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Wisconsin Dairymen's Association / Tenth annual report of the Wisconsin Dairymen's Association : held at Sheboygan, Wis., January 11-13, 1882. Report of the proceedings, annual address of the president, and interesting essays relating to the dairy interests

Lorentzen, John
Butter making,   pp. 105-112 PDF (1.7 MB)

Page 107

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halting places in the course of life's stream - where one and all 
may give and receive counsel; give expression to ideas (even if 
they run counter to opinions held by the majority) without fear or 
favor? I think so; but of late years these conventions have to a 
great extent been beset with the importunities of designing men, 
who like the wrecker sets out his false lights to engulf and fleece 
his unwary victim; like the charlatan, with only aim to bleed your 
pockets; like the demagogue, who takes your time with false pre- 
tense to enable him to appear a champion, a shining light before 
his grange - under plea of right, do you and yours a grievous wrong. 
I will instance the cry against oleomargarine. It was started by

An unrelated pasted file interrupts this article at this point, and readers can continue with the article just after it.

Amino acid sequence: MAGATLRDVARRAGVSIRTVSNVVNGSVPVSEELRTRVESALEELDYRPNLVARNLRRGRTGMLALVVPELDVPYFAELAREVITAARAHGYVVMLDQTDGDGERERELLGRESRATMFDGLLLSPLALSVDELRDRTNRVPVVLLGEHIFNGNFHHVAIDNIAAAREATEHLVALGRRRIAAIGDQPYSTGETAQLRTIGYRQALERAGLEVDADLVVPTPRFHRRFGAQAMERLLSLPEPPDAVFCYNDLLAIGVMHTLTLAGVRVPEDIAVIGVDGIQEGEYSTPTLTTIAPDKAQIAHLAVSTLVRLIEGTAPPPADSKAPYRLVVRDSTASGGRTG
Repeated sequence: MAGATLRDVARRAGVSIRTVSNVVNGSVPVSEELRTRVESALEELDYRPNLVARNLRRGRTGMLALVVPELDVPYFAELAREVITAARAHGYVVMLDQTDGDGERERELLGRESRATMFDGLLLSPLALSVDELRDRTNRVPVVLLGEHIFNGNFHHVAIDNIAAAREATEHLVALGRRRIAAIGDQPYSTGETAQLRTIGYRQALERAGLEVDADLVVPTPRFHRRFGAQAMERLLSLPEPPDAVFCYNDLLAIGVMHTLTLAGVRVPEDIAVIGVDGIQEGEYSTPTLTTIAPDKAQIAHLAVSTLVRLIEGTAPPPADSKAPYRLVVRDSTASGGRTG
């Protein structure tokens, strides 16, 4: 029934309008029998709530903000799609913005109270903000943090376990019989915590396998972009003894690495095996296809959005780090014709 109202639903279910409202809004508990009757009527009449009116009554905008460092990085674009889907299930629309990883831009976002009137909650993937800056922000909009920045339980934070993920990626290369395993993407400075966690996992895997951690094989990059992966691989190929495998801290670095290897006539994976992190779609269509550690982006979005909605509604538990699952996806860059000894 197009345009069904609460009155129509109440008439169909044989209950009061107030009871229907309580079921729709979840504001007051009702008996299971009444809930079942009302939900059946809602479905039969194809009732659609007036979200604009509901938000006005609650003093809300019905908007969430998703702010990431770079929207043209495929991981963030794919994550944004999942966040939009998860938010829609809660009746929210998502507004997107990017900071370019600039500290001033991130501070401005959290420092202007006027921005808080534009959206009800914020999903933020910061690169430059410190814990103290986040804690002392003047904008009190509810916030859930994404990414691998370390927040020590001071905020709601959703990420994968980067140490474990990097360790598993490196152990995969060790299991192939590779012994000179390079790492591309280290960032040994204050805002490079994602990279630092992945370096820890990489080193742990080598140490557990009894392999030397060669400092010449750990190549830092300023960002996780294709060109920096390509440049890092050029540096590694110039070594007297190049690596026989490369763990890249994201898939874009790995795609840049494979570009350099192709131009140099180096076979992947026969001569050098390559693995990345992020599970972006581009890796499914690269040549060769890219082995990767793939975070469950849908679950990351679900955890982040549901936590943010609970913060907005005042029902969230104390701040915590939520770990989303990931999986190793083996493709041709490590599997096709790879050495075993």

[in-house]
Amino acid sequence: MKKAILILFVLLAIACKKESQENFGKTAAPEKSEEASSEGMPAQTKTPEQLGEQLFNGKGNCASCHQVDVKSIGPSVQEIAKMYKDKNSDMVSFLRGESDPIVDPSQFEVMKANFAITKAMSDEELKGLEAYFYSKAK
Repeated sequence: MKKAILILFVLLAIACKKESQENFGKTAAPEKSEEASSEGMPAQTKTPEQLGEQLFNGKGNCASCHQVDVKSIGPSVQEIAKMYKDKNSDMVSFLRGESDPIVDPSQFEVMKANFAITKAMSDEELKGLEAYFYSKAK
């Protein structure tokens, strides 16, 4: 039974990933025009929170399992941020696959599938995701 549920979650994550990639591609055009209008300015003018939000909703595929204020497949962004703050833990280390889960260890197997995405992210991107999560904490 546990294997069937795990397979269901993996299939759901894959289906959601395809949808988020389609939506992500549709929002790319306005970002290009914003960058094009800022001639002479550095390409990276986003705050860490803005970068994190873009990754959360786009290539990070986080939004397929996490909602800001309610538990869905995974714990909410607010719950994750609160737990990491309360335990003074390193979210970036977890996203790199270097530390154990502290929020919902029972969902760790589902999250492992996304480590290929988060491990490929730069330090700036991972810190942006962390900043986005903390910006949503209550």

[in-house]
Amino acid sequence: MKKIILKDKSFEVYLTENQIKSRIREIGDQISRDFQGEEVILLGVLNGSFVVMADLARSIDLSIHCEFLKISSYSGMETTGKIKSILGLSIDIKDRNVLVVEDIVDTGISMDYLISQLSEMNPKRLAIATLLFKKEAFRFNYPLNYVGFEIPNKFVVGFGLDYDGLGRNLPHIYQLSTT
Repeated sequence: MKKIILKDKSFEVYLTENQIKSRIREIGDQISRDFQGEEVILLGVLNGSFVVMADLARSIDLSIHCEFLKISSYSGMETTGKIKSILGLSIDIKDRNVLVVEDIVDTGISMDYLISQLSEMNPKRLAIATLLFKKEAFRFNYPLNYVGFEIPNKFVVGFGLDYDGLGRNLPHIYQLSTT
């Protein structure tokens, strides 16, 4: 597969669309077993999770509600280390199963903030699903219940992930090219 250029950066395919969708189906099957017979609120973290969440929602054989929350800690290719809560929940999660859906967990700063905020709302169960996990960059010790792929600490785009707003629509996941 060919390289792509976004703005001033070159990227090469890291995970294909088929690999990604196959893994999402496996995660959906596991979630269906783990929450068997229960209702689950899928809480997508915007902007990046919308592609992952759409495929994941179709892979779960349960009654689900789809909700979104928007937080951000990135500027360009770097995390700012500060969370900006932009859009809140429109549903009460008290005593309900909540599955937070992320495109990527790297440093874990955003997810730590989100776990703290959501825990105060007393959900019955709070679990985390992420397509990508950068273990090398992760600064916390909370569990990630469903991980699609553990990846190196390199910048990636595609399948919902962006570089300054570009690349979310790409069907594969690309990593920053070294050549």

designing men to further their own selfish ends, and they succeeded 
too. For the last few years this bugbear has taken, I may say, 
almost sole possession of these conventions, to the exclusion of 
other subjects of greater importance to your industry. The cry has 
been, and perhaps still is, popular; for the demagogue howls it with 
stentorian lungs. It is swimming with the current - easily done. 
While you can not supply the demand for butter at forty to forty- 
five cents per pound, there is no cause for alarm; your legitimate 
aim should be to increase the product and improve the quality of 
it. I suggest, take this bugbear with the demagogue; drive the 
nails home into the coffin, and bury them out of sight. Last month 
I plainly saw the effects of the course pursued, so indicated. At 
the Dairy Convention of Illinois, scarce a corporal's guard consti- 
tuted the asemblage; there was no interest manifest, and why? I 
"sueu an olu, experienced daaryman, one who, by the way, stands 
high in his calling -one who loves it. His reply was, that the con- 
ventions of late offered nothing new, and the old, threadbare sub- 
jects being discussed over and over again, had no charm for the 
thinking portion of tle dairy community. Hence the lack of inter- 
est. Was he right? 
I will change the subject and come to what I -intended to talk' 
about: Butter. 
To begin, I will state that I shall swim up stream, against the 
current, and trust you will neither swamp nor pull me under. I 
admire originality in thought, and when I find it my interest is at 
once enlisted. If one will restrain his natural prejudices and not 
allow bigoted intolerance to warp his judgment, very often one wil 
find valuable ideas in thoughts expressed by others, even if these 

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